The ability of bacteria to evolve has thus far been the bugs' greatest strength, Ed Yong says at Discover's Not Exactly Rocket Science. But two Harvard Medical School researchers may have found a way to use that strength against the bugs. Tami Lieberman and Jean-Baptiste Michel have studied bacterial evolution for many years. They recently ran across an old experiment that led them to sequence microbial genomes as they shift and change within a host, Yong says. After years of looking for the right bacterial infection to follow, the duo found that Children’s Hospital Boston had archived samples from a small 1990s cystic fibrosis epidemic. "This genetic disorder stops people from clearing mucus from their lungs and airways. As a result, otherwise harmless bacteria can cause debilitating and often lethal infections, which last for years or decades," Yong says. "The one that swept through Boston was a single strain of a previously unknown microbe called Burkholderia dolosa. It went on to affect 39 people and the epidemic lasted for 16 years."
The hospital had stored samples from 14 patients, including 'Patient Zero,' giving Michel and Lieberman the chance to study the the bug's evolution, Yong says. In a study published in Nature Genetics, the team reports genomes for each archival sample, and describes how it plotted an evolutionary tree showing how the bug jumped from patient to patient, how it changed, and how it adapted to the antibiotics used to treat the patients. "Some of the samples were twice as resistant to these drugs and others, and they all shared changes in a gene called gyrA," Yong says. "Only a few mutations in this gene conferred resistance, and each strain had acquired them independently."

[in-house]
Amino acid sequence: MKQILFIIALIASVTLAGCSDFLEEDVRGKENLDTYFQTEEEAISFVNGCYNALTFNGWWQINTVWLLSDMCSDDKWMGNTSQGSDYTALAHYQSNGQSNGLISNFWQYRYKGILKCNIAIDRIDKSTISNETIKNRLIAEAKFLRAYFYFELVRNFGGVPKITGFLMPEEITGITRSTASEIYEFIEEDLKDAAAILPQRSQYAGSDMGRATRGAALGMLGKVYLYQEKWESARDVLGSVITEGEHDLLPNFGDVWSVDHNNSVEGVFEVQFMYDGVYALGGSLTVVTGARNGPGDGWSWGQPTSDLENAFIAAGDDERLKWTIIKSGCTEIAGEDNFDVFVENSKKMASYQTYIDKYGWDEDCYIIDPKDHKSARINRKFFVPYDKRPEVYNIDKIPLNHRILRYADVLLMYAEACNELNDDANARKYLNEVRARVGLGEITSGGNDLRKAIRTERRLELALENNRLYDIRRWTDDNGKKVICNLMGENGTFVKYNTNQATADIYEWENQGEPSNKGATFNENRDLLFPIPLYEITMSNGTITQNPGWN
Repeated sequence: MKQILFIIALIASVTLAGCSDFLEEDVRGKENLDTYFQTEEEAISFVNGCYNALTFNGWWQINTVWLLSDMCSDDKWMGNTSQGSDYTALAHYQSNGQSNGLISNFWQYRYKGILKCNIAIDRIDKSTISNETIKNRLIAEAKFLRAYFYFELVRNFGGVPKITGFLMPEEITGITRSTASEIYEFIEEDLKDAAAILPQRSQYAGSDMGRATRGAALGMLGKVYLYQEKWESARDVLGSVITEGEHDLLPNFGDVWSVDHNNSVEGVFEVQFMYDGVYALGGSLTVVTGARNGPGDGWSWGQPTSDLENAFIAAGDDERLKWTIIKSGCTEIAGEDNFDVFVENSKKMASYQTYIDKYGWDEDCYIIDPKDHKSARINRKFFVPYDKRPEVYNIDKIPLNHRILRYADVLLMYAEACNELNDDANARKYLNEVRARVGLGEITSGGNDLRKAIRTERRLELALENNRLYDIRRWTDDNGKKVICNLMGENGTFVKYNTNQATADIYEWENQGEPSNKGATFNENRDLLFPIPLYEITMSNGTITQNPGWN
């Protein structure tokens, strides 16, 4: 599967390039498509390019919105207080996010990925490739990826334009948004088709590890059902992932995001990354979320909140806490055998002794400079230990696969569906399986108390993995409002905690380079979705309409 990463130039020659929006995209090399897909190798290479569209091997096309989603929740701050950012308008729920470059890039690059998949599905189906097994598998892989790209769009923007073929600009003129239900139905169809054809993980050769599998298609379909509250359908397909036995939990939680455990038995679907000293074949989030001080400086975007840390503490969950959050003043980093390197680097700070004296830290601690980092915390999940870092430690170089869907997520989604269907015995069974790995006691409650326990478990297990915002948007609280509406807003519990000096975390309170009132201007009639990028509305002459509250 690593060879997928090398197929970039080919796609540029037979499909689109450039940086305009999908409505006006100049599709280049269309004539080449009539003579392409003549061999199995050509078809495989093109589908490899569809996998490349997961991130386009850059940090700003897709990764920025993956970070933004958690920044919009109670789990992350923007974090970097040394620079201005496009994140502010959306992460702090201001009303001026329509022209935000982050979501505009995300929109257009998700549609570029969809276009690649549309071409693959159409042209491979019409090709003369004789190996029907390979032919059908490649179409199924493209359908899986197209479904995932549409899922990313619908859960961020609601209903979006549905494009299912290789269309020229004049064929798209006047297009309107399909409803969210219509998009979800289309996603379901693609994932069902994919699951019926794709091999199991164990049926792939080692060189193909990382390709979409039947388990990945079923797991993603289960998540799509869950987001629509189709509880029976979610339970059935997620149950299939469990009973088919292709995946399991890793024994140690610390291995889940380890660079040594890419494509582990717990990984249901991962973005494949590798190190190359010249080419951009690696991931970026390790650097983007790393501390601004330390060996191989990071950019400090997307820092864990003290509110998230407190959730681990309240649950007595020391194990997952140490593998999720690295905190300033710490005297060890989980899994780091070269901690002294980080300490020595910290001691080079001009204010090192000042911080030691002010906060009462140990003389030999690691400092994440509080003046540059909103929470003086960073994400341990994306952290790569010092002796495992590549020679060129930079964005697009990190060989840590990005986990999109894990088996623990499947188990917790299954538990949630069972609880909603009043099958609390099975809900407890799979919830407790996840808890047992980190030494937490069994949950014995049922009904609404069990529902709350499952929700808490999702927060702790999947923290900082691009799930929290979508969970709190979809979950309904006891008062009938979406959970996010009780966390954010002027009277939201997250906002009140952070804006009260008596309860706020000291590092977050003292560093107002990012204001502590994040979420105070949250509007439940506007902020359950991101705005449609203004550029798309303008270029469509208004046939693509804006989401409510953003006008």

The team also looked for genes that had independently acquired the same mutations in other patients, as those changes appear critical to the success of an infection, Yong adds. The researchers identified 17 genes that'd built up three or more of the same mutations, indicating that these changes were likely the result of evolutionary pressures. Of those 17, six genes were novel. "No one knows what they do," Yong says. "All we know, thanks to this study, is that they’re involved in infections. By studying this secret six, we can hopefully learn more about how Burkholderia gains a foothold in its hosts, and find new ways of treating it."